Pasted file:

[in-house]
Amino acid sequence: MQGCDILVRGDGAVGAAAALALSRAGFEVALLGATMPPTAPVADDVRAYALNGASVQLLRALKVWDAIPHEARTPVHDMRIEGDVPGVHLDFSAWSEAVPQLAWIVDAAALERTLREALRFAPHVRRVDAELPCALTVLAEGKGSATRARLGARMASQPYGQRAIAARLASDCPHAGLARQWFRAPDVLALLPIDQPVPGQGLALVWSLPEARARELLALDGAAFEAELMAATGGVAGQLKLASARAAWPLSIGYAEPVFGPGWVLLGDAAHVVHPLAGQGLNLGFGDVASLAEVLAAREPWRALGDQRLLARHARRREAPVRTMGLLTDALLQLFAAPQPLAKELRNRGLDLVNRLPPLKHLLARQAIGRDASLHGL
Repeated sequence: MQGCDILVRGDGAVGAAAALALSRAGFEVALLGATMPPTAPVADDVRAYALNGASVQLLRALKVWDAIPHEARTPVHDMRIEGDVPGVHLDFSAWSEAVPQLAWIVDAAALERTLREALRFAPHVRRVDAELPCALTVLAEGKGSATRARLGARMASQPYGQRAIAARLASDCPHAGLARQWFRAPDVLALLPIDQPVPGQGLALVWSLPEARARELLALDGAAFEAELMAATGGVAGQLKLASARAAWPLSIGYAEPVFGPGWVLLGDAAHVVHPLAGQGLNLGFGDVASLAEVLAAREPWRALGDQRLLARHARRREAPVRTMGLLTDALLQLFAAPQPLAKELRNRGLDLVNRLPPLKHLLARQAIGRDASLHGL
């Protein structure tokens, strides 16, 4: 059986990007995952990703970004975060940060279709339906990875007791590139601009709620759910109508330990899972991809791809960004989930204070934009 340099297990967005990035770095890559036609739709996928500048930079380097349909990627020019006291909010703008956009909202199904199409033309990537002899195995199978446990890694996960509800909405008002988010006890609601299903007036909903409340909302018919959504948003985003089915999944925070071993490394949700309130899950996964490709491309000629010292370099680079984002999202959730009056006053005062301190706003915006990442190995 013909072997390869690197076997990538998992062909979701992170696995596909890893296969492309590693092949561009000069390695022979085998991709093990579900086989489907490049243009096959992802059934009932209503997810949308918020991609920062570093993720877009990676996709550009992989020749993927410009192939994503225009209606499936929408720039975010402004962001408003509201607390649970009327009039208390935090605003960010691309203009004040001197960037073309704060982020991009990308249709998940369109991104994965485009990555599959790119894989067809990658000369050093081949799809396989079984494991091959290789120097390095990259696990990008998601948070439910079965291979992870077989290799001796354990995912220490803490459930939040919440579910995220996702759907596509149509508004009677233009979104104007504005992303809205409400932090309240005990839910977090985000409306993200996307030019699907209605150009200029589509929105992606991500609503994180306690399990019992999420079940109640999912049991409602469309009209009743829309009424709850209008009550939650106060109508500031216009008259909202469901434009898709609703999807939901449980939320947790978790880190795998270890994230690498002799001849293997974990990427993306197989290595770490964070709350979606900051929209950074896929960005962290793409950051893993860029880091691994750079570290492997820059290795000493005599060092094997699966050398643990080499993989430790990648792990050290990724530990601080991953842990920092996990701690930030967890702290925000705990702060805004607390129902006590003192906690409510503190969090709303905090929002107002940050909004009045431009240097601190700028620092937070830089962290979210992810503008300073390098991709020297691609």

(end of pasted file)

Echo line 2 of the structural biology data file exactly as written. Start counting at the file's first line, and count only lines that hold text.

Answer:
Amino acid sequence: MQGCDILVRGDGAVGAAAALALSRAGFEVALLGATMPPTAPVADDVRAYALNGASVQLLRALKVWDAIPHEARTPVHDMRIEGDVPGVHLDFSAWSEAVPQLAWIVDAAALERTLREALRFAPHVRRVDAELPCALTVLAEGKGSATRARLGARMASQPYGQRAIAARLASDCPHAGLARQWFRAPDVLALLPIDQPVPGQGLALVWSLPEARARELLALDGAAFEAELMAATGGVAGQLKLASARAAWPLSIGYAEPVFGPGWVLLGDAAHVVHPLAGQGLNLGFGDVASLAEVLAAREPWRALGDQRLLARHARRREAPVRTMGLLTDALLQLFAAPQPLAKELRNRGLDLVNRLPPLKHLLARQAIGRDASLHGL